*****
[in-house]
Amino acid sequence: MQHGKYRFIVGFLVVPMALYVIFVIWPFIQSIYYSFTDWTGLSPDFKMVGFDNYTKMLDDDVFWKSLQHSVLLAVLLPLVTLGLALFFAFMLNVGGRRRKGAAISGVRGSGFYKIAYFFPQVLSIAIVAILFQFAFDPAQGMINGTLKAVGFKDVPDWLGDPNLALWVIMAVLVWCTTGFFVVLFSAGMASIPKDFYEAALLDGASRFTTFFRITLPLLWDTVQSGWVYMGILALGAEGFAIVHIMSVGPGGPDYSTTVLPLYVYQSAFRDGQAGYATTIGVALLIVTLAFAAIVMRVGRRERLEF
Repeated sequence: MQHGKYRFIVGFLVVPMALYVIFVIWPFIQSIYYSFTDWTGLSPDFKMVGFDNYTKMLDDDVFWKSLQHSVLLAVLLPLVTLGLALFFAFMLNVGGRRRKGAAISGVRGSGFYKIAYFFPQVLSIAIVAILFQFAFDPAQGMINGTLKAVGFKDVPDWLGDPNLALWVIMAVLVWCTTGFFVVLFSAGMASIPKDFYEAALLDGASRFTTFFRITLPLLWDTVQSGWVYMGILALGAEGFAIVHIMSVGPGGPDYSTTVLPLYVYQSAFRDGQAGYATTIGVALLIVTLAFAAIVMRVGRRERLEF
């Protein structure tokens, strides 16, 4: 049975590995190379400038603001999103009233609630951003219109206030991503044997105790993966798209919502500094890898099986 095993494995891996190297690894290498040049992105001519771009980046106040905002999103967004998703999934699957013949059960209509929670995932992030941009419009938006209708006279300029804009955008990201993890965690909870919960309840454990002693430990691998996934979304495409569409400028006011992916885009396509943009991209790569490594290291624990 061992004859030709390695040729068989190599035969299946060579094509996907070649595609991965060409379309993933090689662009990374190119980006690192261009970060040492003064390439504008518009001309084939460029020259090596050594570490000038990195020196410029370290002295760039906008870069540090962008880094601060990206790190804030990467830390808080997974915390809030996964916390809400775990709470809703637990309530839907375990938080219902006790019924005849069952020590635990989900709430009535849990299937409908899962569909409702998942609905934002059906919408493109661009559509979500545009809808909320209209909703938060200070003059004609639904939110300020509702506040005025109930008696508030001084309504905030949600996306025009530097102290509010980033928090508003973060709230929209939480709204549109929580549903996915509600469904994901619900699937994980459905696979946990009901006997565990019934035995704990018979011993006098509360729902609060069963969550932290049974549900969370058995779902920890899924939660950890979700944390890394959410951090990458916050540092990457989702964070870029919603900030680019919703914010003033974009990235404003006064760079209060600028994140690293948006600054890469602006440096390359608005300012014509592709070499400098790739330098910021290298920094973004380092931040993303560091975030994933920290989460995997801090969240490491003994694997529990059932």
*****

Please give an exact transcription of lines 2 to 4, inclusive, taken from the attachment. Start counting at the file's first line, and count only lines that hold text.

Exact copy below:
Amino acid sequence: MQHGKYRFIVGFLVVPMALYVIFVIWPFIQSIYYSFTDWTGLSPDFKMVGFDNYTKMLDDDVFWKSLQHSVLLAVLLPLVTLGLALFFAFMLNVGGRRRKGAAISGVRGSGFYKIAYFFPQVLSIAIVAILFQFAFDPAQGMINGTLKAVGFKDVPDWLGDPNLALWVIMAVLVWCTTGFFVVLFSAGMASIPKDFYEAALLDGASRFTTFFRITLPLLWDTVQSGWVYMGILALGAEGFAIVHIMSVGPGGPDYSTTVLPLYVYQSAFRDGQAGYATTIGVALLIVTLAFAAIVMRVGRRERLEF
Repeated sequence: MQHGKYRFIVGFLVVPMALYVIFVIWPFIQSIYYSFTDWTGLSPDFKMVGFDNYTKMLDDDVFWKSLQHSVLLAVLLPLVTLGLALFFAFMLNVGGRRRKGAAISGVRGSGFYKIAYFFPQVLSIAIVAILFQFAFDPAQGMINGTLKAVGFKDVPDWLGDPNLALWVIMAVLVWCTTGFFVVLFSAGMASIPKDFYEAALLDGASRFTTFFRITLPLLWDTVQSGWVYMGILALGAEGFAIVHIMSVGPGGPDYSTTVLPLYVYQSAFRDGQAGYATTIGVALLIVTLAFAAIVMRVGRRERLEF
């Protein structure tokens, strides 16, 4: 049975590995190379400038603001999103009233609630951003219109206030991503044997105790993966798209919502500094890898099986 095993494995891996190297690894290498040049992105001519771009980046106040905002999103967004998703999934699957013949059960209509929670995932992030941009419009938006209708006279300029804009955008990201993890965690909870919960309840454990002693430990691998996934979304495409569409400028006011992916885009396509943009991209790569490594290291624990 061992004859030709390695040729068989190599035969299946060579094509996907070649595609991965060409379309993933090689662009990374190119980006690192261009970060040492003064390439504008518009001309084939460029020259090596050594570490000038990195020196410029370290002295760039906008870069540090962008880094601060990206790190804030990467830390808080997974915390809030996964916390809400775990709470809703637990309530839907375990938080219902006790019924005849069952020590635990989900709430009535849990299937409908899962569909409702998942609905934002059906919408493109661009559509979500545009809808909320209209909703938060200070003059004609639904939110300020509702506040005025109930008696508030001084309504905030949600996306025009530097102290509010980033928090508003973060709230929209939480709204549109929580549903996915509600469904994901619900699937994980459905696979946990009901006997565990019934035995704990018979011993006098509360729902609060069963969550932290049974549900969370058995779902920890899924939660950890979700944390890394959410951090990458916050540092990457989702964070870029919603900030680019919703914010003033974009990235404003006064760079209060600028994140690293948006600054890469602006440096390359608005300012014509592709070499400098790739330098910021290298920094973004380092931040993303560091975030994933920290989460995997801090969240490491003994694997529990059932």